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Herbicides, fertilizers, and horses
 Moderated by: DrDeb  
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Joe
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Joined: Mon Apr 16th, 2007
Location: Texas
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 Posted: Sat Jun 30th, 2007 07:03 pm
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We generally use near-organic methods on the property including the pastures, but have a couple of important pastures that were seriously damaged during the intense three-year drought we suffered here.  Now that the drought is over and it has rained serveral times a week for months, the weeds are thick and lush and choking out the regrowth of the edible grasses.

Normally, the majority of my weed control is through mowing and pasture rotation.  However, the drought threw off the beneficial effects of rotation -- lots of areas just died off, and the deep mud this has made mowing a very occasional thing so the weeds are near waist high in places--and I am 6"5" tall.  There seems to be no alternative to broad-leaved  herbicide from my backpack sprayer.

having read about horses negative responses to some herbicides, I thought to ask before I spray.  Are there any products or specific active ingredients sold in the UNited States that should be avoided in horse pastures?  Conversely, and there any that are especially effective while still being safe?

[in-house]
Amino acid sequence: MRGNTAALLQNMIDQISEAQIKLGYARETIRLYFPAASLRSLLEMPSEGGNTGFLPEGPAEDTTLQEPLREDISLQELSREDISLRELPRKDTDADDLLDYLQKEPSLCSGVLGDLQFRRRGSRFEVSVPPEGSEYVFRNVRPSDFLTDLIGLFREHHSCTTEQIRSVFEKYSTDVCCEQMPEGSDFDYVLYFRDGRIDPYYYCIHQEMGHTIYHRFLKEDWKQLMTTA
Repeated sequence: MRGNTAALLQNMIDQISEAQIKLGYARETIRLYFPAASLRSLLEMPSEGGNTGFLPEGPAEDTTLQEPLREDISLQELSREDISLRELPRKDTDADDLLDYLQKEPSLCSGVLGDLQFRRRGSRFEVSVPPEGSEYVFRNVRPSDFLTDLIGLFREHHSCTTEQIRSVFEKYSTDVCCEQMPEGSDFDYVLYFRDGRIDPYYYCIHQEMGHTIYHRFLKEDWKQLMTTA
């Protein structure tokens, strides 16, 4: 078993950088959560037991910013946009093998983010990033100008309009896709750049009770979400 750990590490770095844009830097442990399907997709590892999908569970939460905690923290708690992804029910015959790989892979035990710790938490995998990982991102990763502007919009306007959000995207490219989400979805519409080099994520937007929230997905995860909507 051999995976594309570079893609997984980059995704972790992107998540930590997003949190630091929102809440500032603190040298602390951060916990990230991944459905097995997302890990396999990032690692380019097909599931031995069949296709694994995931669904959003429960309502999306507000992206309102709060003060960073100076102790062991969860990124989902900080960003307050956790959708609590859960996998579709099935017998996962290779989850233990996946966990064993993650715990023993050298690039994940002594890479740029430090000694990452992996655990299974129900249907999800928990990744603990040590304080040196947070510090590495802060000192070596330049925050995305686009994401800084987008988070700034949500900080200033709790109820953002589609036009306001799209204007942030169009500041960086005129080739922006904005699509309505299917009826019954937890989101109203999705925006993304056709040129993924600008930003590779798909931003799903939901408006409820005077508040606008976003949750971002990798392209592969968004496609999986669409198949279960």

Joe Sullivan

StaceyW
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Joined: Wed Mar 28th, 2007
Location: Virginia USA
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 Posted: Sun Jul 1st, 2007 02:30 am
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Hi Joe,

 First get a soil sample and find out what micro/macronutrients you are deficient in. Many weeds are indicators of ailing soil. Your local horticultural extension agent should be able to help you with this.

Once you get your soil nutrition straightened out you could put down an application of granular 2,4-D for your broad leafed weeds. Follow the label instructions regarding the REI for livestock.  Vantage, liquid or granular I believe, works well for monocots (grasslike, lilylike) plants). Your extension agent might have a better idea than this of what herbicides to use depending on your weed crop.

Good luck. :)

 

StaceyW

Last edited on Sun Jul 1st, 2007 02:31 am by StaceyW

joe sullivan
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 Posted: Sun Jul 1st, 2007 03:01 am
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Good advice.  Our local grass and range expert is a friendly acquaintance of mine and I will consult with him.  However, given the attention that Dr. Deb and others give to food-related horse problems, and that fact that such may not be part of the normal extension agent body of knowledge, I thought to ask here first.

The pasture soil tests out well.  What happened was that three years of serious drought took us to great expanses of bare soil and when the rains came back, what had been good pasture was overwhelmed with various forbs, including the ragweed, various asteraceae, members of the nightshade family, and so on.